What good is an audio device without an adequate connection to marry it to your system? Let’s delve into the labyrinthine pool of audio cables and connectors which wrap around our world of audiophilia.
Ever since Thomas Edison’s phonograph belched out the words “Mary had a little lamb”, the world has stayed in a relentless
pursuit of recording and reproducing audio. The advancements led to more intricate machines, specializing in different aspects
of sound. How do all these machines interact to produce our favorite symphonies? Cables of course. And even though we’re moving towards a wireless society, the premium fidelity provided by wires still stands leagues ahead.
Cable connections as we know are broadly split into two categories; balanced and unbalanced. Unbalanced connections have two conductors – one for carrying the signal and the other for grounding. Balanced on the other hand has three conductors – one stays for grounding and the other two carry the signal. One of those two carries the signal in normal polarity while the other carries it with the polarity flipped and at the destination is corrected back to normal.
When the second signal is inverted to original orientation, all of the noise it captured also gets its polarity flipped. Now when the two signals meet, each carrying noise of opposing polarities, the noise gets nullified, resulting in clean audio. This makes balanced cable an ideal option for long cable networks.
The cable connections consist of a wire and connector ends, with each of them having their own abilities and feature sets. First up, the most common audio connector known to mankind – Phone Connector. Never heard of it? Well, you sure have used it, in fact, you use it every day. The quarter-inch TRS connector or the commonly designated headphone cable’, both belong to the parentage of phone connectors.
For a bit of history, when telephones were first brought to mainstream usage, they came with a middleman called the ‘operator’. The operator’s job was to manually connect you to the other person with a phone connector. Fast forward to today, we have them in three different sizes, and for three different cable types.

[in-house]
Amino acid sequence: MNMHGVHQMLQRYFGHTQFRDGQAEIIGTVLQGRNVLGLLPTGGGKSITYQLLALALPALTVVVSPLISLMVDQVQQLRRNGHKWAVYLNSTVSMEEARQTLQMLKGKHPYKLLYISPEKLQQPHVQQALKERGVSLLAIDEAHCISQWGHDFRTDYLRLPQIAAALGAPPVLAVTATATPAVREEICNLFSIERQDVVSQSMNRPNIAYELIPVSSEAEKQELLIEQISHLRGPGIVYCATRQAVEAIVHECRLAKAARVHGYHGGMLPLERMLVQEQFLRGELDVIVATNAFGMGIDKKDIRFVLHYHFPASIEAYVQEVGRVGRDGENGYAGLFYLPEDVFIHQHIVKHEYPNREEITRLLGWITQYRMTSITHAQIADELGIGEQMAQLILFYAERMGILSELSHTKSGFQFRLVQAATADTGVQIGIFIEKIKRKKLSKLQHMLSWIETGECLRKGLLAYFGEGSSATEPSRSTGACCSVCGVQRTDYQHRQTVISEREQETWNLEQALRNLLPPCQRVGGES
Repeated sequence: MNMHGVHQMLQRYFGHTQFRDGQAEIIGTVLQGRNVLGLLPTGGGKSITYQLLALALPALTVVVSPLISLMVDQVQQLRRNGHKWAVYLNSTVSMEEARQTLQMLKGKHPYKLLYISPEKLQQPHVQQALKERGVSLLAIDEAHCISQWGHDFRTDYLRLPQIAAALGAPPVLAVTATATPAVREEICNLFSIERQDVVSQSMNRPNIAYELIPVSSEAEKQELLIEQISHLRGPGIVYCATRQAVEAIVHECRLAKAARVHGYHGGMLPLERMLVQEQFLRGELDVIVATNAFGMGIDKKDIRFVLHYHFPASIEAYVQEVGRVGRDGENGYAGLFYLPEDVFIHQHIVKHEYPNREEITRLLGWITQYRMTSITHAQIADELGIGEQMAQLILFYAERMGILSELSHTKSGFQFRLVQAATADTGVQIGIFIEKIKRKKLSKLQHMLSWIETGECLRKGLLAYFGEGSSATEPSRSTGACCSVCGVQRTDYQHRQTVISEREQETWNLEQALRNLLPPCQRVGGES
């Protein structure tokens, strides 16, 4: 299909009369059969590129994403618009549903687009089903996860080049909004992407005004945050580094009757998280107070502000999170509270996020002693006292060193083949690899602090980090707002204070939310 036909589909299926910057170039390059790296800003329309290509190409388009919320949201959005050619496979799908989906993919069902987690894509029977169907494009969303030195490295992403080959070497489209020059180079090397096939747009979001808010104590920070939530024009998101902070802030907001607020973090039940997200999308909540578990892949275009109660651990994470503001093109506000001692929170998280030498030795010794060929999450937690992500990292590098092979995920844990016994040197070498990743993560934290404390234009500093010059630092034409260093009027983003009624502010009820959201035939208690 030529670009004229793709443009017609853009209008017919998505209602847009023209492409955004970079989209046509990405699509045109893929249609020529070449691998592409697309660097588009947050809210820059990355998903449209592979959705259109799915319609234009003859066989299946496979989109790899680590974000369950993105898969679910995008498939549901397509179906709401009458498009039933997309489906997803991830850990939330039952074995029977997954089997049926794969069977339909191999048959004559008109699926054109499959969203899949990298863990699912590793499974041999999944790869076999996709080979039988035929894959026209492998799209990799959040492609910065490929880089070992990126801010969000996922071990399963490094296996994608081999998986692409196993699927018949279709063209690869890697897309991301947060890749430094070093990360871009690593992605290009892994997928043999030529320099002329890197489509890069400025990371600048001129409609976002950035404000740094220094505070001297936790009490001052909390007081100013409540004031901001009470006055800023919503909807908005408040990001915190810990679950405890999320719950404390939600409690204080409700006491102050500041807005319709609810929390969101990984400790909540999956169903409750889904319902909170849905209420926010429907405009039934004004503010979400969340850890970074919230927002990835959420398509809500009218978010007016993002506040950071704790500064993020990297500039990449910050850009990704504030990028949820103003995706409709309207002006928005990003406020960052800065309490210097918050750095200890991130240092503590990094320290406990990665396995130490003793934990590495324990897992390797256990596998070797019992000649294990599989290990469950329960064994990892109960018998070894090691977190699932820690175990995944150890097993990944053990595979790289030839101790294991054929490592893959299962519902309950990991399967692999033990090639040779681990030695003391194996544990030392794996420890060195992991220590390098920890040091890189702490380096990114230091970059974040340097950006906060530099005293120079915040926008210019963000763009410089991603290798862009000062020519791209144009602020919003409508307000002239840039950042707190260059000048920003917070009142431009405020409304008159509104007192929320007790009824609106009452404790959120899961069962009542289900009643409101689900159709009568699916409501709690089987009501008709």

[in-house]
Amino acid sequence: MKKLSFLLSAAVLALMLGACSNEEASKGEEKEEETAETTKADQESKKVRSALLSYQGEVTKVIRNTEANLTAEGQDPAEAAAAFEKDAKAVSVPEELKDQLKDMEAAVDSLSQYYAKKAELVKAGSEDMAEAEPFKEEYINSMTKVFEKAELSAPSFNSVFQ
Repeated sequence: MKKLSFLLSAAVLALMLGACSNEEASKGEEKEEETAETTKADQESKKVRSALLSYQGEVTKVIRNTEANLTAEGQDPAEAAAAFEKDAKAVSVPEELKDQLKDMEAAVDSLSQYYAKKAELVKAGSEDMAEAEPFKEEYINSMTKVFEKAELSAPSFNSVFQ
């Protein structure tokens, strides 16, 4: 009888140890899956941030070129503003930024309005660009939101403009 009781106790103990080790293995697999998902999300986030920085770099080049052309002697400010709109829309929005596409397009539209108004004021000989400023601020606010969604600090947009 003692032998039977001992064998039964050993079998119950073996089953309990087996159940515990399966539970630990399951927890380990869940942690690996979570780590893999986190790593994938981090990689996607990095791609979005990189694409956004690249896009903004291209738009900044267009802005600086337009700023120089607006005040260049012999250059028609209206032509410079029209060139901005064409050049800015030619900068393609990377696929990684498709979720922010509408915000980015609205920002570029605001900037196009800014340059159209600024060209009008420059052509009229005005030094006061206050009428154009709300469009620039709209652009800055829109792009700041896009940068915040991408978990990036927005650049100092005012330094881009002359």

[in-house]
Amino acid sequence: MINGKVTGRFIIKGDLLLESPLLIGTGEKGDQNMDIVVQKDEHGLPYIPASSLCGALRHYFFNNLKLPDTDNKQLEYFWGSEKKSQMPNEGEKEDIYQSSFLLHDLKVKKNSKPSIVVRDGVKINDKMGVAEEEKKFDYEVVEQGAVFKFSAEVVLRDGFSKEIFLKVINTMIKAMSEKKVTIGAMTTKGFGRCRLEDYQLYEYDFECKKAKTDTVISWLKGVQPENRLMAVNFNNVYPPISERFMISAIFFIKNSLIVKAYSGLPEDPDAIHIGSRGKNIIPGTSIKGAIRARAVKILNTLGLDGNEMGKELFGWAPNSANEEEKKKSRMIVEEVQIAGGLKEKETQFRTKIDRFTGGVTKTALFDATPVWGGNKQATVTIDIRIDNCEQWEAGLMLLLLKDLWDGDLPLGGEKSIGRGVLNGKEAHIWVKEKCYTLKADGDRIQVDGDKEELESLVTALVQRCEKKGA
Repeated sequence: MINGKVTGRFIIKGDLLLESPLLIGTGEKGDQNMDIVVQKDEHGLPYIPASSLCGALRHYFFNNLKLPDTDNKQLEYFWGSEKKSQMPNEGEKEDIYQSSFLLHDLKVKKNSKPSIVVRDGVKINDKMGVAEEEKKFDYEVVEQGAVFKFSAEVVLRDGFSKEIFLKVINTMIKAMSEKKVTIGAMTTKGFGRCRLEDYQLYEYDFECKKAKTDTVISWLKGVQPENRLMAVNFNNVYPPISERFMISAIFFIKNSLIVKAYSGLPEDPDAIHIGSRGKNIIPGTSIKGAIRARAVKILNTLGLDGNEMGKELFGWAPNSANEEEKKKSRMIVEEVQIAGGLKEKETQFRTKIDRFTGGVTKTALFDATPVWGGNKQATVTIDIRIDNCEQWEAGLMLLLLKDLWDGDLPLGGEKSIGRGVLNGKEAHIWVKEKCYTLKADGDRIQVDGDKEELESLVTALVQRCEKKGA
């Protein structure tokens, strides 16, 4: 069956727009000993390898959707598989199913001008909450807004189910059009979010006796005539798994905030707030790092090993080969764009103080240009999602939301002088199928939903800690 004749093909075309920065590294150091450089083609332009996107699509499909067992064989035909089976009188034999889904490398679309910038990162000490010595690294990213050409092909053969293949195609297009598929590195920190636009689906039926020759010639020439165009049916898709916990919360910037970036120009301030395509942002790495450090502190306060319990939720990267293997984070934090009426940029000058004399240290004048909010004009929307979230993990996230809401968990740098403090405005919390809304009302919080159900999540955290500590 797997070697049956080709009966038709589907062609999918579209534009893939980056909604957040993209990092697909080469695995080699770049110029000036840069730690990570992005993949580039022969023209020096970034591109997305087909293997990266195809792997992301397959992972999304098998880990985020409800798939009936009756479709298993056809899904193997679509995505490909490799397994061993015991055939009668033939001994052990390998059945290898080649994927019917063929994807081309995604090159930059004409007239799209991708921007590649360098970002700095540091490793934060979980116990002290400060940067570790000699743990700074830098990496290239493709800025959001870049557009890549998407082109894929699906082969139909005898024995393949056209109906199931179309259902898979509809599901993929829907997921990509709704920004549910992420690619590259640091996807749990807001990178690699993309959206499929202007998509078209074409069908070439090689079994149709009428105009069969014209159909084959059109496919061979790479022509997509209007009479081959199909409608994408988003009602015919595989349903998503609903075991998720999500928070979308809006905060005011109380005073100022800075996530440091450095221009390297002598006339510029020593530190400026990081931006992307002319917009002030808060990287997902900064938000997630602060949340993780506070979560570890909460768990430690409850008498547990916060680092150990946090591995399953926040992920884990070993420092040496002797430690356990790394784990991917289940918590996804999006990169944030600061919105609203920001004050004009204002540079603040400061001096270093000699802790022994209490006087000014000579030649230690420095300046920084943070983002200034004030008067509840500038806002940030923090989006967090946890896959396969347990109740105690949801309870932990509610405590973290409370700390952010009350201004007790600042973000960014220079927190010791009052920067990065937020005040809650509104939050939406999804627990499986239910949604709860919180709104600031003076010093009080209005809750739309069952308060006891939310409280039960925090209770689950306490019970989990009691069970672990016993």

6.35, 3.5 and 2.5
6.35 mm connectors are most notably associated with electric guitars as the instruments come with a female side of the connector. They are also found on certain loudspeakers as an alternative to Speakon connectors (discussed later) and professional headphones. 3.5 mm connectors are the ones used in almost every mobile device.
They are the ones which come at the end of most headphones, earphones and auxiliary cables and therefore are found in almost everything which is capable of producing sound. 2.5 mm ones are the rarest amongst the three.
They do the same jobs as the 3.5 mm in audio space with the advantage of being smaller and the disadvantage of being weaker.
TS, TRS, TRRS and more
The second classification which divides phone connectors is the cable type. TS or Tip-Sleeve connector works with an unbalanced connection, tip carries the signal and the sleeve takes the ground.
TRS or Tip-Ring-Sleeve connector works with the balanced cable, tip and ring carry the signal and the sleeve takes the ground again. TRRS or Tip-Ring-Ring-Sleeve is for a balanced cable that also carries a microphone signal. The extra ring or
the sleeve carries this signal.